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Postcoital bleeding refers to genital bleeding after intercourse. The medical community typically uses this term to describe bleeding from the vagina, a fairly common occurrence caused by a wide range of factors.
An estimated 0.7 to 9 percent of menstruating women experience postcoital bleeding, primarily from the cervix.
The source of this bleeding tends to be more varied in women who are no longer menstruating.
Fast facts on bleeding after sex:
- The source of the bleeding is different, depending on whether a woman is menstruating.
- If vaginal bleeding after sex is related to menstruation, it is not considered postcoital bleeding.
- Anyone who engages in sexual intercourse can experience postcoital bleeding.
Common causes of bleeding after sex include:
The friction and abrasion of intercourse can easily cause small tears and cuts in sensitive genital tissues.
Childbirth can also cause vaginal tissues to stretch and tear, sometimes making them more vulnerable to injury.
On the first occurrence of sexual intercourse, a small flap of vaginal skin called the hymen is often stretched and broken. The minor bleeding this causes can last 1 to 2 days.
Dryness is among the most common causes of postcoital bleeding. When the skin is dry it becomes extremely vulnerable to damage. Mucus-producing tissues, such as those in the vagina, are especially vulnerable.
Common causes of vaginal dryness include:
- Genitourinary syndrome of menopause (GSM): Once called vaginal atrophy, GSM refers to reduced lubrication, thickness, and elasticity of vaginal tissue.
- Ovary damage or removal: Severe accidents that damage the ovaries, or conditions that lead to their removal, destroy the body’s biggest source of estrogen.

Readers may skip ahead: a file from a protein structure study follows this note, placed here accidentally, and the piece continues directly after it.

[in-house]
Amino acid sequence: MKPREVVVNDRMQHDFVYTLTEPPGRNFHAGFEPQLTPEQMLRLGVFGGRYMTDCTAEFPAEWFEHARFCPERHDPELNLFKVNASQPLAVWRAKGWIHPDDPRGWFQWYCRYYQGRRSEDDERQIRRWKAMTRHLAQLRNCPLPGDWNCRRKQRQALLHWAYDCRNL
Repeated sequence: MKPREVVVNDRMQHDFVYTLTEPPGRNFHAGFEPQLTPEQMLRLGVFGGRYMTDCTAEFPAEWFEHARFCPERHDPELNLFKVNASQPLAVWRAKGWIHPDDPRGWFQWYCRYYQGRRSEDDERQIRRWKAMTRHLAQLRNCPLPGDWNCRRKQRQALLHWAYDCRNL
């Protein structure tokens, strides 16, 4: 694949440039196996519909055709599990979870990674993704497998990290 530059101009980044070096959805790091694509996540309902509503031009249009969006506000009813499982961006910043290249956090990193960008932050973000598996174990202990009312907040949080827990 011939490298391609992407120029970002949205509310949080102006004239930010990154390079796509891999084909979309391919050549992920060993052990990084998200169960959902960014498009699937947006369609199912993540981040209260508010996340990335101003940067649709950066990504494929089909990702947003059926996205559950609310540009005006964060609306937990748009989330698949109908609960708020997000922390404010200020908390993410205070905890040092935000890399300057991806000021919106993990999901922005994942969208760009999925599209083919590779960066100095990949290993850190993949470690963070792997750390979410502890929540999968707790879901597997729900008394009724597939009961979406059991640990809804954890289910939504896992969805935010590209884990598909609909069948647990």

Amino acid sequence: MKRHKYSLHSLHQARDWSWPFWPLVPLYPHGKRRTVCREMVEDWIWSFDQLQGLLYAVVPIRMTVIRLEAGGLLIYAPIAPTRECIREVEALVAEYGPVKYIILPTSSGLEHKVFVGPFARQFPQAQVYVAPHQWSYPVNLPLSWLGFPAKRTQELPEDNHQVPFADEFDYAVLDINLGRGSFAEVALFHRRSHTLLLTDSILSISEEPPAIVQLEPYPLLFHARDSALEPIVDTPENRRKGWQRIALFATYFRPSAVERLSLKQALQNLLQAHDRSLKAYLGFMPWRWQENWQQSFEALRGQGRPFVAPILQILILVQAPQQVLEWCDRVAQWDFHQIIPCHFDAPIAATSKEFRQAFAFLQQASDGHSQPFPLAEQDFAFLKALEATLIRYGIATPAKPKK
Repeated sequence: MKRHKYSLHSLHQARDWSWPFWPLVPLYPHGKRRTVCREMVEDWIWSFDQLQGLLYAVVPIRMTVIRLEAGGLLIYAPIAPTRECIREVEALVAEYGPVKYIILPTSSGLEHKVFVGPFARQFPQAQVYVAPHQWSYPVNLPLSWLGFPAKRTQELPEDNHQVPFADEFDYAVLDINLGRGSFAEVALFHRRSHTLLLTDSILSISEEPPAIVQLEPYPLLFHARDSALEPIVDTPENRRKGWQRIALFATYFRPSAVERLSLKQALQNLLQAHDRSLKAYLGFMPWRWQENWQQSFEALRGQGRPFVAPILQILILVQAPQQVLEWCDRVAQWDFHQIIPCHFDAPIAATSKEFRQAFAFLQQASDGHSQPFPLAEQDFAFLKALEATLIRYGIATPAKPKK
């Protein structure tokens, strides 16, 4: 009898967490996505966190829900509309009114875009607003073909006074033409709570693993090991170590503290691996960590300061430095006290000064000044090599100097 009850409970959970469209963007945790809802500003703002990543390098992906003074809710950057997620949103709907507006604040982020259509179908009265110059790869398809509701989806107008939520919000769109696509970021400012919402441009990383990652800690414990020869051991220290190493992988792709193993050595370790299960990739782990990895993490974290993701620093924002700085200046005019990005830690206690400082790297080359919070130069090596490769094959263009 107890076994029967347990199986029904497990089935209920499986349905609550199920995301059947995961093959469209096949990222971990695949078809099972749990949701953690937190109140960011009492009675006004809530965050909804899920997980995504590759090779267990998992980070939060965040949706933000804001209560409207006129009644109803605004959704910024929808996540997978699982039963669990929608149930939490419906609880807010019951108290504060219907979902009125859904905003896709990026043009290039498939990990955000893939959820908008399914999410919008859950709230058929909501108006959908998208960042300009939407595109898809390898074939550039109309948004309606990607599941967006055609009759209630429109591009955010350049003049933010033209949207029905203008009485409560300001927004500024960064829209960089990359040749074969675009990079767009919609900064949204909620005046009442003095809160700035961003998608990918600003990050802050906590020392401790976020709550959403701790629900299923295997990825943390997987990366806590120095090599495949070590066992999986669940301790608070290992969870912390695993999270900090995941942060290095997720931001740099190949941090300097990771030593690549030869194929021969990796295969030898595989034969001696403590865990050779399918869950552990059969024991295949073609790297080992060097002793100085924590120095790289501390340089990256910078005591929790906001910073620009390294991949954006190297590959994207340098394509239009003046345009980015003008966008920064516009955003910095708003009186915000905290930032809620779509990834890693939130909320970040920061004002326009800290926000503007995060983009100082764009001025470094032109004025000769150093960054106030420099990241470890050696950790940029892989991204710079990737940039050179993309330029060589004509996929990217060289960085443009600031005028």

- Childbirth and breast-feeding: During pregnancy, estrogen levels are very high. However, they drop almost immediately after childbirth, because estrogen can interfere with the production of breast milk.
- Medications that interfere with estrogen or dehydrate the body: Vaginal dryness can result from taking anti-estrogen medications, cold or flu medications, steroids, sedatives, several antidepressants, and calcium or beta channel blockers.
- Chemicals and other irritants: Allergens and chemicals in hot tubs, pools, products such as laundry detergents, scented lubricants, and condoms can all cause dryness.
- Douching: Douching can irritate and dry vaginal tissues.
- Engaging in intercourse before arousal: During sexual arousal, vaginal tissues secrete natural lubricants, which help to prevent dryness and damaging friction during intercourse.
Any type of infection can cause inflammation of vaginal tissues, making them more vulnerable to damage. These commonly include yeast infections, pelvic inflammatory disease, cervicitis, vaginitis, and sexually transmitted infections, such as chlamydia and gonorrhea.
Cervical or endometrial polyps or fibroids
Polyps and fibroids are tiny noncancerous growths. They commonly grow on the lining of the cervix or uterus, especially in menstruating people, and can cause pain and bleeding.
Glandular cells from the inside of the cervical canal can abnormally grow on the outside of the cervix. This condition usually clears up without treatment, but it can cause spotting and vaginal bleeding.
Endometriosis causes endometrial tissues, the tissues that line the uterus, to grow outside of the uterus. This can cause inflammation, usually in the pelvic region and lower abdomen.
Cervical dysplasia occurs when abnormal, precancerous cells grow in the lining of the cervical canal, which is the opening separating the vagina and uterus. These growths can irritate and eventually damage surrounding tissues, especially during intercourse.
Some people have differently shaped reproductive organs, which may increase the likelihood of painful friction and tearing.
Diseases that cause abnormal bleeding or clotting can increase the risk of postcoital bleeding. Blood-thinning medications may also have this effect.